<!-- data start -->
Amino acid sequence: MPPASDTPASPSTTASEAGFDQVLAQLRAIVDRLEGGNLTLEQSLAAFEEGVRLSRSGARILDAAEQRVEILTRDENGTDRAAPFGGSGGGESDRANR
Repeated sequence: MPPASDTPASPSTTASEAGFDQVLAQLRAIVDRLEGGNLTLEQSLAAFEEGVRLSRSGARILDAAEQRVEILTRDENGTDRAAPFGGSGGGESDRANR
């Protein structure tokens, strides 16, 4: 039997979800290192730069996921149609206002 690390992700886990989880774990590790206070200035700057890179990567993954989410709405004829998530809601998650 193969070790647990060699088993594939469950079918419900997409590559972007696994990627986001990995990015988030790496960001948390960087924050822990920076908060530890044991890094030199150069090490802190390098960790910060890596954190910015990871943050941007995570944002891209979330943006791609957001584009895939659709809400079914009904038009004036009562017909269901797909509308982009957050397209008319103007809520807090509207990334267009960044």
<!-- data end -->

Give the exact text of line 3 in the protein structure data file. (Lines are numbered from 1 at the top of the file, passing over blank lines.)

């Protein structure tokens, strides 16, 4: 039997979800290192730069996921149609206002 690390992700886990989880774990590790206070200035700057890179990567993954989410709405004829998530809601998650 193969070790647990060699088993594939469950079918419900997409590559972007696994990627986001990995990015988030790496960001948390960087924050822990920076908060530890044991890094030199150069090490802190390098960790910060890596954190910015990871943050941007995570944002891209979330943006791609957001584009895939659709809400079914009904038009004036009562017909269901797909509308982009957050397209008319103007809520807090509207990334267009960044």